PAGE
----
He stopped to take the snap on the way to see his girlfriend.
The photographer behind the world’s “most-viewed” picture was on his way to visit his now-wife when he snapped the iconic image.
Rather than spending days, weeks, or even years trying to snap the perfect frame, Chuck O’Rear just happened to be at the right place at the right time.
In January 1996, O’Rear was on his way to see her partner, Daphne Larkin, driving from his home in St Helena, California, to her, in Marin County, when he spotted a scene he had to capture.
O’Rear, he told People, “always” carries a camera, because “you never know”, and on this day, the instinct paid off, in a really big way.
“I used to pull over often to take photos. I think the scenery there was so beautiful,” he recalled of the journey.
Speaking to Slate, O’Rear explained: “On this particular day in January, while driving this winding little — what I call a country road — there it was.
“[I thought] my God, the grass is perfect, it’s green, the sun is out, there’s some clouds.
“It could have been no clouds and by the time I parked, by the time I set my camera up, the clouds might have come in because everything changed so quickly at that point.
“So now I get the camera ready and here come the clouds and I make a frame, and I crank to the next one — which we don’t do digitally anymore — and it takes care of everything.”
His image, called ‘Bliss’, has a timeless quality, but if you were raised on MacBooks, rather than Microsoft products, you may be one of the few people to have not seen it.
The iconic Windows XP ‘Bliss’ background was a staple of office and computer room décor in the 2000s and was the default background for PCs running Windows XP for its run from 2001 to 2007.
The image is simple: Rolling green hills, bathed in light, with a smattering of clouds above.
The pic made powering up a computer a little more serene of an experience.
While many may have instinctively believed the image, viewed by over one billion people was fake — or at least altered — it hasn’t been touched-up at all.
“When it’s on film, what you see is what you get,” O’Rear explained of the image, taken on a Mamiya RZ67 camera with colour Fuji Film and a tripod.
“There was nothing unusual. I used a film that had more brilliant colours, the Fuji Film at that time, and the lenses of the RZ67 were just remarkable.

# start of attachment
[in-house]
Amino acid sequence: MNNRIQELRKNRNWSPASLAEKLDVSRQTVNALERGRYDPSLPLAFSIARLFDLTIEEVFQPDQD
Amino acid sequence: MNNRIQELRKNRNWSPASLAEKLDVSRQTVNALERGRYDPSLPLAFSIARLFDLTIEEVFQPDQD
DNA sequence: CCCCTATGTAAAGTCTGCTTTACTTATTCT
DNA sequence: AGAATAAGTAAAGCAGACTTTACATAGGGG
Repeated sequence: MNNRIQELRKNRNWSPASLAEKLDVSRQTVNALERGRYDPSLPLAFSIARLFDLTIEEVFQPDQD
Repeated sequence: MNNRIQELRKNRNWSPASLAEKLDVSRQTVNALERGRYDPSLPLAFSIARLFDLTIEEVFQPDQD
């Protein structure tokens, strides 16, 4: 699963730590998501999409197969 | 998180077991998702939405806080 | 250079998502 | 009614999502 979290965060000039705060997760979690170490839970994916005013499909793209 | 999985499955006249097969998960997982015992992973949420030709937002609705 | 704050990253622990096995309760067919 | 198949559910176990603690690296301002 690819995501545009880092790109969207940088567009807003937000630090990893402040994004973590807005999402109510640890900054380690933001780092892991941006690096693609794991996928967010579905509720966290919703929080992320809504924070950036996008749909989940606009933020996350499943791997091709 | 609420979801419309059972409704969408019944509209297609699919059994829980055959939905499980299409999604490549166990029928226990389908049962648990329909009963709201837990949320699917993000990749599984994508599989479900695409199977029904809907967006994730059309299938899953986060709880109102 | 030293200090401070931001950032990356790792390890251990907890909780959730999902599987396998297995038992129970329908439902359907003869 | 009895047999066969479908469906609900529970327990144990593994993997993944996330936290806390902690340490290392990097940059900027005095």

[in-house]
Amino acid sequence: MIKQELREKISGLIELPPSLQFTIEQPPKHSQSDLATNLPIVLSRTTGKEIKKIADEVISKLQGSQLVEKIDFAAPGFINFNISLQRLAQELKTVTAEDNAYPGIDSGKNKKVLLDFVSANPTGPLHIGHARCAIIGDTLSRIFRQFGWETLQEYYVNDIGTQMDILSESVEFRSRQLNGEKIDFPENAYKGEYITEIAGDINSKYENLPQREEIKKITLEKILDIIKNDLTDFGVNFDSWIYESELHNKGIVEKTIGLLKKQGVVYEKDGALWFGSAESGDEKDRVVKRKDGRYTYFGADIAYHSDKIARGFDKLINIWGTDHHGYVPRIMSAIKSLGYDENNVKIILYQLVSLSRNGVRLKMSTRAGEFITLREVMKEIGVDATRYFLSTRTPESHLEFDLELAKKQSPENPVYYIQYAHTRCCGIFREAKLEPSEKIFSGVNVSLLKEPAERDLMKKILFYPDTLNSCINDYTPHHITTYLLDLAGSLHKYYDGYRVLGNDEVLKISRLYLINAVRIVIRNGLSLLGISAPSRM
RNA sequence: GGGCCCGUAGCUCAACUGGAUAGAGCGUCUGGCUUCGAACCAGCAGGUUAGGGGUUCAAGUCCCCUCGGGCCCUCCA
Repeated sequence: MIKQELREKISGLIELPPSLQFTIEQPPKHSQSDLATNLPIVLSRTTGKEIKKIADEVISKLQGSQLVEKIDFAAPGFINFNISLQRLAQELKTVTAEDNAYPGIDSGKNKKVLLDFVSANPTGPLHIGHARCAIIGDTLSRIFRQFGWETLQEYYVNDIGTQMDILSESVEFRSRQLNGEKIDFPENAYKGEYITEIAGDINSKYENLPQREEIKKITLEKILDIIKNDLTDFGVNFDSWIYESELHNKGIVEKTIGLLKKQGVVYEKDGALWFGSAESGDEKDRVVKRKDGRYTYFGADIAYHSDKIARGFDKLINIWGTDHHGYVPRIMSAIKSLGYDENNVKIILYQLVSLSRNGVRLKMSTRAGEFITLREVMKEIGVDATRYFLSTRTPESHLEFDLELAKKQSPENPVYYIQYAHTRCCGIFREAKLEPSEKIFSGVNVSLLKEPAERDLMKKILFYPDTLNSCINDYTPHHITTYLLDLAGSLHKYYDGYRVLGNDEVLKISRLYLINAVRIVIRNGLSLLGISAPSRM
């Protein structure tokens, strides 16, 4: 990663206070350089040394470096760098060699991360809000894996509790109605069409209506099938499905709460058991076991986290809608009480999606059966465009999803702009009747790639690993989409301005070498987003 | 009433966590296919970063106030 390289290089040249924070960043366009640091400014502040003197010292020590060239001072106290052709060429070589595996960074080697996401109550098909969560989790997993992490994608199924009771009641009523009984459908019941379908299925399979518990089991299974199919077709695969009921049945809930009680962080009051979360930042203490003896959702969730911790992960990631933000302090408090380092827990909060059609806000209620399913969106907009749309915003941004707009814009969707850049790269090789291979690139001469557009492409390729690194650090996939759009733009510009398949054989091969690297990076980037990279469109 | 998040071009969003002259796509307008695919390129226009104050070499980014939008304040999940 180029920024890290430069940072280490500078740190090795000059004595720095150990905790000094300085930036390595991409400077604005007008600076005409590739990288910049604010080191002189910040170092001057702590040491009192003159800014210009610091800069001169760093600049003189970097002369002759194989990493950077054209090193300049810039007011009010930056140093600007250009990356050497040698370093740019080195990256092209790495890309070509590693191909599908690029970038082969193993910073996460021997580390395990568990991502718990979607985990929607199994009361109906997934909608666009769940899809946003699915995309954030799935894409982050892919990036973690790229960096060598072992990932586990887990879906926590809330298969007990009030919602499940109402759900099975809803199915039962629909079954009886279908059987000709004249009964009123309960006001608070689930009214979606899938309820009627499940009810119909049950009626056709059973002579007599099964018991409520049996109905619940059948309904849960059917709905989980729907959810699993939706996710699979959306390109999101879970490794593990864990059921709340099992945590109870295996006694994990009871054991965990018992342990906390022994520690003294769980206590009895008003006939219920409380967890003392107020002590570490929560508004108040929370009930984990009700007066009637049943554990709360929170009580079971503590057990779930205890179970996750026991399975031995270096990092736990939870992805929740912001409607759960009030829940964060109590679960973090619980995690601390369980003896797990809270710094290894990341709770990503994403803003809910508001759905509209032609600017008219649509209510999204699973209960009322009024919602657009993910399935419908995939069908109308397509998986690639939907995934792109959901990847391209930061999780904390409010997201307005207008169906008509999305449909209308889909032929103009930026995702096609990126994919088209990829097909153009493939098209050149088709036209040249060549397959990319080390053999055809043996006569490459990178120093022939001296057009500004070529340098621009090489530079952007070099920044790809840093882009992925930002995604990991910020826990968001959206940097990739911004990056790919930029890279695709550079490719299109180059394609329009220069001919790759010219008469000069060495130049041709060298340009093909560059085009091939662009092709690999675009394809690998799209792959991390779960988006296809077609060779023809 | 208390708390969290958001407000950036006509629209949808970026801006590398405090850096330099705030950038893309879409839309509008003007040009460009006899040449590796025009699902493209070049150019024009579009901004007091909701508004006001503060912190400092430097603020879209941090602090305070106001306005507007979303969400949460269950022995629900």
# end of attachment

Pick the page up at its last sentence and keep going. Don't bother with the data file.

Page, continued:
“The size of the camera and film together made the difference and I think helped the Bliss photograph stand out even more. I think if I had shot it with 35 millimetre, it would not have nearly the same effect,” O’Rear says in a video for Microsoft, shot by cameraman Bar Leferink and directed by Marcel Buunk under company Shoot the Rabbit.
While the image was just another frame for O’Rear, it has become his favourite.
His wife joked: “Twenty-five years at Geographic and nobody ever gives a damn about that.”
O’Rear explains: “I get emails maybe every week or two, something related to the ‘Bliss’ photograph.
“When I die, although I won’t be buried, Daphne has said, on your tombstone, we’re not going to say National Geographic, we’re going to say ‘Photographer of Bliss’.”
Bliss ended up in the lap of Microsoft’s Bill Gates, after his Corbis group bought Westlight stock photo agency in 1998 – Westlight the agency the photographer originally submitted ‘Bliss’ to.
‘Bliss’ was reportedly purchased by Microsoft for a “low six-figure” sum of over $100,000, although the exact figure is unknown.
For O’Rear there is no escaping the ‘Bliss’ image: “No matter where we’ve been in the world – India, Thailand, Greece – that picture is always there, either on some old computer in an upscale hotel that hasn’t been updated in 30 years in the lobby the people are checking you in on, or, we saw that picture in billboards, airplanes, at airports,” O’Rear said.
“We were walking through the Chicago airport years ago and there it was.”
He continued: “I have a theory that anybody now from aged 15 on for the rest of their life will remember this photograph.
“So now I’m in secondary school, I’m 15 years old, I was on my computer in school and I go onto college and I go on into the work world and now I’m 50 years old, 70 years old and I see that image somewhere. I won’t remember where I saw it, but I will remember it.”
The hill is now being ploughed up and a vineyard has now been built over the front of the shot. Trees have also grown up behind the hill, the Mail reported in April.
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